Emerging trends of nosocomial Citrobacter species surgical wound infection: concern for infection control
Keywords:Citrobacter sp., Multi-drug resistant, surgical wound infection.
Background Surgical wound infection is a common problem among patients who undergo operation. Several factors play important role in this infection process including endemic nosocomial infection without proper infection control measures.
Objectives To study the occurrence of the pathogens in post-operative wound infections, their antibiotic resistance patterns, and comparison with published reports.
Methods Various specimens obtained from the surgical wound during a period of four months were processed for bacteriological culture in the Department of Microbiology, Kathmandu Medical College, Kathmandu. Antibiotic susceptibility test was performed by Kirby-Bauer disk diffusion test for pathogens isolated. The relevant literatures were searched and compared with the present study.
Results Among 79 culture positive cultures, Citrobacter sp. (n=23) was most frequently isolated from surgical wound infection. Twenty strains were multidrug resistant. In comparison with other studies, this study highlights the emergence multi-drug resistant Citrobacter sp. as a leading cause of surgical wound infection. E. coli, Staphylococcus aureus, Acinetobacter sp., Klebsiella pneumoniae, Pseudomonas aeruginosa, Proteus sp., and Enterobacter sp. were also isolated from 19, 13, 10, 8, 2, 2, and 2 cultures, respectively. More than 50% of these pathogens were resistant to most of the β-lactam antibiotics tested and most of them were multi-drug resistant while these pathogens showed variable level of resistance to fluroquinolones and amino glycosides.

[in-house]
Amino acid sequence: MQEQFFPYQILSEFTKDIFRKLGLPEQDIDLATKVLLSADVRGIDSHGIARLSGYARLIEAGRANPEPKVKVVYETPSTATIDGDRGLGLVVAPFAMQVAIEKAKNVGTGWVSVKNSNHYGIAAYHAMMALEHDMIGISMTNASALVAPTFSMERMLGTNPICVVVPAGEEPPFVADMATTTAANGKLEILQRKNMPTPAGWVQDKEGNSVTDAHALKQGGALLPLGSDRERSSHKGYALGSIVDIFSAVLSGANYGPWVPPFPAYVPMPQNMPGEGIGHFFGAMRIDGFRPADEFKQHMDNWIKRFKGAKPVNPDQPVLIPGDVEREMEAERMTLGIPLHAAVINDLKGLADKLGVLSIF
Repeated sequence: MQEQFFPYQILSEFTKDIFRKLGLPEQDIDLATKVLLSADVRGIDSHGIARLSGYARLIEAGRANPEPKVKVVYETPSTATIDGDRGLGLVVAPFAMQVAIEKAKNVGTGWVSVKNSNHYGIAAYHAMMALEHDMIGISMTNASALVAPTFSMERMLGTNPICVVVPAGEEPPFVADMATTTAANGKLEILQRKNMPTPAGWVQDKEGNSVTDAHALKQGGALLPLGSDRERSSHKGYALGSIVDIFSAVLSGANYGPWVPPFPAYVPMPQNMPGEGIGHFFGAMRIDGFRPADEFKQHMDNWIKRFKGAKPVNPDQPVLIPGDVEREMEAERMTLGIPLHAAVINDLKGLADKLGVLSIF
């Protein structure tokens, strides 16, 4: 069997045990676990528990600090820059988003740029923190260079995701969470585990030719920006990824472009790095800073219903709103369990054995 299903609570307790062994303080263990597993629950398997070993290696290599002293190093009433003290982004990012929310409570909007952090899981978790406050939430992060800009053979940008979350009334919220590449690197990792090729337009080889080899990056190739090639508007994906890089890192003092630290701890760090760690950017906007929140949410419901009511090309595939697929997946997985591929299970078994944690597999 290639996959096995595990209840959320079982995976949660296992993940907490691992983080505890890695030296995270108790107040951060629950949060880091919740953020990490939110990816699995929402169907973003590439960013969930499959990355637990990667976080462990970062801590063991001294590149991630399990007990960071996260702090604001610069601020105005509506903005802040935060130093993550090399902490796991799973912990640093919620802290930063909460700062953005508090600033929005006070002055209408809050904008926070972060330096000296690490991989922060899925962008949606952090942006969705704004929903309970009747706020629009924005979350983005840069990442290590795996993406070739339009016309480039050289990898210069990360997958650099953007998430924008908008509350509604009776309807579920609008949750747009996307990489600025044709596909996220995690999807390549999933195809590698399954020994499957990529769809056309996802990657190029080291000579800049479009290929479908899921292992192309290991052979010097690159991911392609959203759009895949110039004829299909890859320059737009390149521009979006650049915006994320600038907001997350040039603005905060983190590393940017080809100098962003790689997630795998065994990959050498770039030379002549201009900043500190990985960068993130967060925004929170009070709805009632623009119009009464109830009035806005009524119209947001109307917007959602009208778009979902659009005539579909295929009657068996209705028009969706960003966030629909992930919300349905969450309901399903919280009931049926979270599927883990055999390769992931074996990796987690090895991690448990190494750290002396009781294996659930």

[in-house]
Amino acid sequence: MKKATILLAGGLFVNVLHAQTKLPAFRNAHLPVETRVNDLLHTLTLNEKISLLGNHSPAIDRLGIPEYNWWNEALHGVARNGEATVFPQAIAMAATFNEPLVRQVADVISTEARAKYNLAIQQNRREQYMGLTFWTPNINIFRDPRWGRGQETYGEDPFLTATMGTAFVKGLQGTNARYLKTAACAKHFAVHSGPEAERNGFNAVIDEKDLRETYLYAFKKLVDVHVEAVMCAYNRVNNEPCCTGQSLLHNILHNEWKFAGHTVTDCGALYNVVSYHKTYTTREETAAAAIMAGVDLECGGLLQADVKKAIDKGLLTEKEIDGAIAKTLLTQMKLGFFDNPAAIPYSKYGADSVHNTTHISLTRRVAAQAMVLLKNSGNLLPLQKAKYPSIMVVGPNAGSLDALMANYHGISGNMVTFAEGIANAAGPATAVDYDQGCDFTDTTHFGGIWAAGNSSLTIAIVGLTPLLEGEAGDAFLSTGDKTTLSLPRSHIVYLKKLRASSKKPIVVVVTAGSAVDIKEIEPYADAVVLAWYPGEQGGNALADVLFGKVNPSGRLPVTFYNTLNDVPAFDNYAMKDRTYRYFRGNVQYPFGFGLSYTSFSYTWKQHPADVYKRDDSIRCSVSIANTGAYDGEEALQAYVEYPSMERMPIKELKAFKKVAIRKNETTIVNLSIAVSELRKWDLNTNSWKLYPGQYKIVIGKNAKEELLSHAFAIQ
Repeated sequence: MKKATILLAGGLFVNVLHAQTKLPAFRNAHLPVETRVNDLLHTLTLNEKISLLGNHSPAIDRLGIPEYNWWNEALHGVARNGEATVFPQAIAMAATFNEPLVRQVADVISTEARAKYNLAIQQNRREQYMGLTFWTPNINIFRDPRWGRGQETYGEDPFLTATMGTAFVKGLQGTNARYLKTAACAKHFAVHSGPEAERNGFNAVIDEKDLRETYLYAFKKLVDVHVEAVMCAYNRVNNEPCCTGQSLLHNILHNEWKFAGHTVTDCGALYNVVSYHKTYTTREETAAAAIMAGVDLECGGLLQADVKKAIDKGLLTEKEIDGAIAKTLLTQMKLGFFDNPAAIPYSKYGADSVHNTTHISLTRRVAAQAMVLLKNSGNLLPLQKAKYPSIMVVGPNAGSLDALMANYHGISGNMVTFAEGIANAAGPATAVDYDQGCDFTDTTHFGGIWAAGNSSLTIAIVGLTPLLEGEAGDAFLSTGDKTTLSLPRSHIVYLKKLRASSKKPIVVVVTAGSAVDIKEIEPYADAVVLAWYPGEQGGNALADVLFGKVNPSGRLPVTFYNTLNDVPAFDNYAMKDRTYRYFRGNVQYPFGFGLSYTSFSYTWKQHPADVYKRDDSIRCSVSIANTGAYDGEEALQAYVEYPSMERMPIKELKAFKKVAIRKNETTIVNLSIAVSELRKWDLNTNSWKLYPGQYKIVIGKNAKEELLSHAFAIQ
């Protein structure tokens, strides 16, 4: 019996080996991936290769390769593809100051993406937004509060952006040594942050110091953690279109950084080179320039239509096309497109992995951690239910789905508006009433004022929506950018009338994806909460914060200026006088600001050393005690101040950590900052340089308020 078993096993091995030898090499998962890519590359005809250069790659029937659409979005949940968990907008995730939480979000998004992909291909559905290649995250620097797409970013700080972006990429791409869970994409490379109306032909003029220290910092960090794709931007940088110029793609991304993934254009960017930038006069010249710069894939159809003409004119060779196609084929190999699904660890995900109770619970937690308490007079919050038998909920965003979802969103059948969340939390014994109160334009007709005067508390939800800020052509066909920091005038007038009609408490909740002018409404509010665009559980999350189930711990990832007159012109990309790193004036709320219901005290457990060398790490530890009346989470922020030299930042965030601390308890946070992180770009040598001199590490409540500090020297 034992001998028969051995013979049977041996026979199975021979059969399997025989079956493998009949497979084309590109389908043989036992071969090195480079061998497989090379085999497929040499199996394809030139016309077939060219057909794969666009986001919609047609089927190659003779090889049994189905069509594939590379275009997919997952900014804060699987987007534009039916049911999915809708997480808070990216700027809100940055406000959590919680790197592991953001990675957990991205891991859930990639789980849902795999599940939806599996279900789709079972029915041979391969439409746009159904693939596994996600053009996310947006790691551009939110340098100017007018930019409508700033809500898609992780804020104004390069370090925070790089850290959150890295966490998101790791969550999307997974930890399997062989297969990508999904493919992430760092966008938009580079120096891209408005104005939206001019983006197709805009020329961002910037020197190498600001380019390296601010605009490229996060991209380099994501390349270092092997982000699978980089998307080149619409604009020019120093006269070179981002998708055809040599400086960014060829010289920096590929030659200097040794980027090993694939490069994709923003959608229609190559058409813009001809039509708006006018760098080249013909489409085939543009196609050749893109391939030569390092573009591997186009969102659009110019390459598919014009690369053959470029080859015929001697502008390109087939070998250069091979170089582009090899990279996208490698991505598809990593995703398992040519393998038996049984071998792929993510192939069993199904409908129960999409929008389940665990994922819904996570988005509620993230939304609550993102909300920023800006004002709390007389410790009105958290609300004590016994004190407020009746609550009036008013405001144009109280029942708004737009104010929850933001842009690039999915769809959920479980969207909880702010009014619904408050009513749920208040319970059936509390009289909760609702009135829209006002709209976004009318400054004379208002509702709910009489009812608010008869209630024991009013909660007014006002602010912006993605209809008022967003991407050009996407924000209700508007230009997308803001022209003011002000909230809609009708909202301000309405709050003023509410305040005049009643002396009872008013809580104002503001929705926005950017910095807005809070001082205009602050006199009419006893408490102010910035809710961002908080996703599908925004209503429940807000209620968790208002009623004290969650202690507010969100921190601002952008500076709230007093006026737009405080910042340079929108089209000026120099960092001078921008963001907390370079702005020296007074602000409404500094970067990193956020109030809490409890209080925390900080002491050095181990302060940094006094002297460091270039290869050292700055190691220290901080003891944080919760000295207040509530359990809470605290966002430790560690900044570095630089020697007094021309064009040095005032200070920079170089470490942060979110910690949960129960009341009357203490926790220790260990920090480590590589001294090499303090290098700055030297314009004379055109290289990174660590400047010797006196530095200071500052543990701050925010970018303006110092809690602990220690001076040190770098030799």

Conclusion The frequent isolation of multi-drug resistant nosocomial strains of Citrobacter sp. in surgical wound infection is a remarkable trend. This pathogen and their resistant genes could be endemic to the institution and can cause difficult-to-treat infection if infection control committee is not revitalized and infection control strategies are not implemented.
Key words Citrobacter sp.; Multi-drug resistant; surgical wound infection.
NJDVL 2010; 9(1): 10-14
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